Flash Forward: Portman Refusing to Answer Calls from Veterans to Stop Running Ad with Flag-Draped Coffins
COLUMBUS – U.S. Sen. Rob Portman this week is refusing to answer the calls of veterans asking him to apologize and discontinue a political attack ad that uses a photo of service members killed in the Iraq War he supported.
Iraq War veteran and Vote Vets Chairman Jon Soltz told Cleveland.com that Portman needs to “apologize to the families of the fallen for using the photo of their loved one’s casket for his own political purposes.”
Iraq War veteran and former Ohio Congressman John Boccieri told Cleveland.com, “Using sacred images of our heroes to further a political agenda is not only vulgar, but cheapens the sacrifice of those young men and women who gave it all.”
And, former state Rep. and Air Force veteran Connie Pillich told the Columbus Dispatch Portman’s use of the photo “kind of makes my skin crawl,” is “beyond the pale” and “highly disrespectful.”
But the history of criticism over exploiting photos of fallen service members in political ads goes back well before this week. Both the Cincinnati Enquirer and the Toledo Blade criticized politicians for using photos of flag-draped coffins or victims of 9/11 in political ads in 2004. Ohio Congressman and House Speaker John Boehner even called the use of flag-draped coffins in ads “disgraceful” and “appalling” in 2006.
In 2004, the Cincinnati Enquirer editorial board wrote that “coffins should not become politicized” and politicians should not “use any images of those who have fallen as political props.”
“The government is wrong in trying to keep the public from seeing flag-draped coffins of America’s war dead as they are brought home for burial. Casualties are the cost of war, and by trying to downplay that cost, the government is demeaning the sacrifice. The more the government objects to the dissemination of the pictures, the greater will be the public anger and suspicion over the secrecy. The impact of seeing coffins should not become politicized, but this could happen if the situation is not handled properly. Neither presidential candidate John Kerry or President George Bush should use any images of those who have fallen as political props, whether they are on a cargo plane at Dover or being carried from the remains of the World Trade Center after 9-11.” [Cincinnati Enquirer editorial, 4/25/04]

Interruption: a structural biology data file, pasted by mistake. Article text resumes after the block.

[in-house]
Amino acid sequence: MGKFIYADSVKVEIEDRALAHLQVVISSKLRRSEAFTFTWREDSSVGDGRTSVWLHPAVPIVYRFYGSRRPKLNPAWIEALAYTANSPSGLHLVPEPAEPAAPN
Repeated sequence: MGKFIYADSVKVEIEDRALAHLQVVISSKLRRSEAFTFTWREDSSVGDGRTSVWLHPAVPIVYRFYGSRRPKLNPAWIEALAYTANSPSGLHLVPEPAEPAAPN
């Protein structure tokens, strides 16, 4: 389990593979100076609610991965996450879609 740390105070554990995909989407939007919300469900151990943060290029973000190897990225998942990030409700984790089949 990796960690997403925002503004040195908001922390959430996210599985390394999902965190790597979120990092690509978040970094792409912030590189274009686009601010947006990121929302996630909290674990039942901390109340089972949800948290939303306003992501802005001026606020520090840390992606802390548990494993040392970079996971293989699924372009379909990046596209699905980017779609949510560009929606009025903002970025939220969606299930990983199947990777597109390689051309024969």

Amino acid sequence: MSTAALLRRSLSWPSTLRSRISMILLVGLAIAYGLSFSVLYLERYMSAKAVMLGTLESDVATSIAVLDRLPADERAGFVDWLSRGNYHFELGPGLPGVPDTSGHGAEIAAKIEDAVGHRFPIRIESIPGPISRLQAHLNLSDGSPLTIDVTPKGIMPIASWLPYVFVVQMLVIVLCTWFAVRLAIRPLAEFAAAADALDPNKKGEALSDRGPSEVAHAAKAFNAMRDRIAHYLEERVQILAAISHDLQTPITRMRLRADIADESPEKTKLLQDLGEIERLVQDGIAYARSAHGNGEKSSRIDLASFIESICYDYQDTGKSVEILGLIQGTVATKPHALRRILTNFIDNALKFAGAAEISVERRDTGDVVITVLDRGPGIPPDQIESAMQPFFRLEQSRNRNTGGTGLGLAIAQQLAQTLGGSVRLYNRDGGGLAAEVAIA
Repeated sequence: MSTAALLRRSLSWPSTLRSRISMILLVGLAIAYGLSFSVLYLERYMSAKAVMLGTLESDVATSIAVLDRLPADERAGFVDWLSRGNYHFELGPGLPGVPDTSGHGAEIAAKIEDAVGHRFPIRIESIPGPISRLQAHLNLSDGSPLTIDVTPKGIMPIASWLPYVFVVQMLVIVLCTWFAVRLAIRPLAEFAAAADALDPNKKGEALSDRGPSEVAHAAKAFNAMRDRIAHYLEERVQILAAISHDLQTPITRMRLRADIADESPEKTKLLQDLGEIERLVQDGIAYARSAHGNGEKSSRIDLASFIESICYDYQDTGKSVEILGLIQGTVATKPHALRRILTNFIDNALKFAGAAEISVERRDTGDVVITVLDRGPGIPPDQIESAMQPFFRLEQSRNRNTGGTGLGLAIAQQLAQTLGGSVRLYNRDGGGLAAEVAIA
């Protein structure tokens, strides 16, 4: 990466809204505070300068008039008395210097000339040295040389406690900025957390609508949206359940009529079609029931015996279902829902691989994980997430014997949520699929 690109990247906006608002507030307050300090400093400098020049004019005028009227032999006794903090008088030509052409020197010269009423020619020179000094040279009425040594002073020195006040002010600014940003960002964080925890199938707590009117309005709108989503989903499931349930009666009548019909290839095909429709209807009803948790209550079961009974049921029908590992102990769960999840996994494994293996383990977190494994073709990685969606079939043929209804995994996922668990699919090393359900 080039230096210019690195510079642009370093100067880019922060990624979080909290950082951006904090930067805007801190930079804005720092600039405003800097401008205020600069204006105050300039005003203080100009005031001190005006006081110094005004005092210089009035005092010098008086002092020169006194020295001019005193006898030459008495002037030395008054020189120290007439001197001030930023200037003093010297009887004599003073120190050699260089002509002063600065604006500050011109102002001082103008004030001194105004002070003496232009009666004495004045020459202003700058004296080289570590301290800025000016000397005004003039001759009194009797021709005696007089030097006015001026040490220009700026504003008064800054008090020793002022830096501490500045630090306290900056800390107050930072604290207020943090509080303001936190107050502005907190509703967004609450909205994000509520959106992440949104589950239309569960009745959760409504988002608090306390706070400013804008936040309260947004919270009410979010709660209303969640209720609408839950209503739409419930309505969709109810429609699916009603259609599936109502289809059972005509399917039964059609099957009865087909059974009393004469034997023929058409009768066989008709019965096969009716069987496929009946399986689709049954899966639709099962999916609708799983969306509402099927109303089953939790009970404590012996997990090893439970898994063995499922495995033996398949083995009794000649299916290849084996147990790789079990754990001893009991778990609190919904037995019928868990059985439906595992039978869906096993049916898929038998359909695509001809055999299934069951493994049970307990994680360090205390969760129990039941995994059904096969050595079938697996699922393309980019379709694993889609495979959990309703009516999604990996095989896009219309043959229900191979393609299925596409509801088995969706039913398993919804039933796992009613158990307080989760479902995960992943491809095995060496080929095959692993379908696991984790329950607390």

In 2006, Ohio Congressman and House Speaker John Boehner called the use of flag-draped coffins in political ads “disgraceful” and “appalling.”
“It’s disgraceful that … the Democrats would use images of caskets of dead American soldiers to raise money. I think they should pull the advertisement immediately and sincerely apologize to our men and women in uniform and their families and the American people.”
“We have American men and women who have gone to foreign shores to defend our freedom. They have died and made sacrifices on behalf of the American people. And to use those images to rally Democrats and to raise money I think is appalling,” he said. [San Francisco Chronicle, 6/14/06]
In 2004, the Toledo Blade editorial board criticized imagery of September 11th victims in campaign ads.
“A Pentagon rule instituted in 1991 and revived in 2003 prohibits media coverage of the return of war casualties prior to their funerals. Officials claim the regulation is necessary to protect the privacy of the families of the dead, that war dead, as one official said, ‘should not be subject to any kind of attention that is unwarranted or undignified.’ Such reasoning might be easier to accept if a certain high government official – you know who we mean – hadn’t used flag-draped human remains from another national tragedy, the 9/11 terrorist attacks, in his campaign television commercials. Indeed, the Pentagon’s attempt at secrecy and censorship appears intended to allow the administration to disassociate itself in the public eye from the deadly consequences of its own policies.” [Toledo Blade Editorial, 4/27/04]